Podcast: Computer Model Is A “Crystal Ball” For E. Coli

In the latest episode of the Three Minute Egghead podcast, Ilias Tagkopoulos talks about a computer model that predicts the metabolism of the bacteria Escherichia coli. While E. coli might be one of the most-studied organisms both in labs and as a cause of disease, there is still much we don’t know about it, he notes.

Tagkopoulos and his team spent two years pulling together all the data they could find on E. coli, from DNA sequences to metabolism, and assembling it into a single database. They then used computer clusters and the Blue Waters supercomputer to create their model. You can access their data here.

Brain Modulyzer Software Provides Interactive Window Into the Brain

By Linda Vu, Lawrence Berkeley National Laboratory

Getting a better picture of connections between brain areas is the goal of a new tool developed by researchers at the U.S. Department of Energy’s Lawrence Berkeley National Laboratory and UC Davis. Their “Brain Modulyzer” software allows researchers to visualize and explore brain activity, either  while a subject is  performing tasks or at rest.

Perovskite, Potential Solar Cell Material Unsuited for Real-World Use

By Becky Oskin

Solar cells made from perovskites have sparked great excitement in recent years because the crystalline compounds boast low production costs and high energy efficiencies. Now UC Davis scientists have found that some promising compounds — the hybrid lead halide perovskites — are chemically unstable and may be unsuited for solar cells.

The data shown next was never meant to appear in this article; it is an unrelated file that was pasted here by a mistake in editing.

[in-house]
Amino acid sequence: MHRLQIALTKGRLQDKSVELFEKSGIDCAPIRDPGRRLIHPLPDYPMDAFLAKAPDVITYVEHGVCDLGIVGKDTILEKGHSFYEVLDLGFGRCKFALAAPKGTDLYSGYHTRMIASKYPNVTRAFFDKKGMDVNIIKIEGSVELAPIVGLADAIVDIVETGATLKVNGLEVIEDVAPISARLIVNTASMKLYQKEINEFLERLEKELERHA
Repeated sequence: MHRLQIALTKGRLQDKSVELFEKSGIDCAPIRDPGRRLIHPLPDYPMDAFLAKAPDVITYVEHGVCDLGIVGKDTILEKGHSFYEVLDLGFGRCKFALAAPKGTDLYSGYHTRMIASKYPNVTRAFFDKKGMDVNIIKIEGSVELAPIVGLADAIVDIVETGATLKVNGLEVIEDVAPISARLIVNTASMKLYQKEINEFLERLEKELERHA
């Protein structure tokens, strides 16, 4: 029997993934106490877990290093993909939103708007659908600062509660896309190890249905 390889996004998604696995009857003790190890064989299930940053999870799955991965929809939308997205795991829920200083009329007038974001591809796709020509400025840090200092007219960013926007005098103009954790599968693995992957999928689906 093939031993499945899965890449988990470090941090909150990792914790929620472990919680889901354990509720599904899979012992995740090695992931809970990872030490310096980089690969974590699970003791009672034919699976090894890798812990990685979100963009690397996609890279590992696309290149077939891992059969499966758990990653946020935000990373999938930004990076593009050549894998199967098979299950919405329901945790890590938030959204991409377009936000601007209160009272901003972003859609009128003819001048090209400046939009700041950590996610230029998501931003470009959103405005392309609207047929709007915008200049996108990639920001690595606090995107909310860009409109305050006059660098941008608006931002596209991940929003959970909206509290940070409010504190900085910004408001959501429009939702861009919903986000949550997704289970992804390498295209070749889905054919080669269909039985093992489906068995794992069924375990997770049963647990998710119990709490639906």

“We have proven these materials are highly unlikely to function on your rooftop for years,” said Alexandra Navrotsky, interdisciplinary professor of ceramic, earth, and environmental materials chemistry at UC Davis and director of the Nanomaterials in the Environment, Agriculture, and Technology (NEAT) organized research unit.

Three Minute Egghead is our new podcast

We’re adding a new element to the Egghead blog this month with Three Minute Egghead, a podcast about research at UC Davis. While we figure out a few details about RSS feeds and XML, I’ll be posting these audio files to the Egghead blog, usually with an accompanying blog post.

Our first piece is about two UC Davis computer scientists who are using data from the open-source programming website GitHub to learn about coder’s work habits and in particular, how multitasking affects productivity.

Study author Bogdan Vasilescu will be presenting the study at the International Conference on Software Engineering in Austin, Texas tomorrow, May 20.

Magneto-ionics could be a new alternative to electronics

Our electronic devices are based on what happens when different materials are layered together: “The interface is the device,” as Nobel laureate Herbert Kroemer famously claimed over 40 years ago. Right now, our microchips and memory devices are based on the movement of electrons across and near interfaces, usually of silicon, but with limitations of conventional electronics become apparent, researchers are looking at new ways to store or process information. These “heterostructures” can also find applications in advanced batteries and fuel cells.

Now physicists at UC Davis have observed what’s going on at some of these interfaces as oxygen ions react with different metals, causing drastic changes in magnetic and electronic properties.